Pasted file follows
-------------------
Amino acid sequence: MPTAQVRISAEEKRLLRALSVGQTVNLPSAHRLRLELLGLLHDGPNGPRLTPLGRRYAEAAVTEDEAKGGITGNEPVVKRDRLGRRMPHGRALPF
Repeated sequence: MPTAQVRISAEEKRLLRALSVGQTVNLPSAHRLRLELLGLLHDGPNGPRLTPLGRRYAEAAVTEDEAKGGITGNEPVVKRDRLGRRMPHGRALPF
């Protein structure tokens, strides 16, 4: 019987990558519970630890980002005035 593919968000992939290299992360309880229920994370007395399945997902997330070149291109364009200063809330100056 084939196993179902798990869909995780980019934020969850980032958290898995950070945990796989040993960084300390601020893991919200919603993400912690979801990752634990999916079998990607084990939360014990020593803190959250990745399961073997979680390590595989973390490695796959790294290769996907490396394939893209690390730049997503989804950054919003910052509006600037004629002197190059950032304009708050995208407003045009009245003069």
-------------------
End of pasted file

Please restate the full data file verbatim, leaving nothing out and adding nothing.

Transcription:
Amino acid sequence: MPTAQVRISAEEKRLLRALSVGQTVNLPSAHRLRLELLGLLHDGPNGPRLTPLGRRYAEAAVTEDEAKGGITGNEPVVKRDRLGRRMPHGRALPF
Repeated sequence: MPTAQVRISAEEKRLLRALSVGQTVNLPSAHRLRLELLGLLHDGPNGPRLTPLGRRYAEAAVTEDEAKGGITGNEPVVKRDRLGRRMPHGRALPF
């Protein structure tokens, strides 16, 4: 019987990558519970630890980002005035 593919968000992939290299992360309880229920994370007395399945997902997330070149291109364009200063809330100056 084939196993179902798990869909995780980019934020969850980032958290898995950070945990796989040993960084300390601020893991919200919603993400912690979801990752634990999916079998990607084990939360014990020593803190959250990745399961073997979680390590595989973390490695796959790294290769996907490396394939893209690390730049997503989804950054919003910052509006600037004629002197190059950032304009708050995208407003045009009245003069």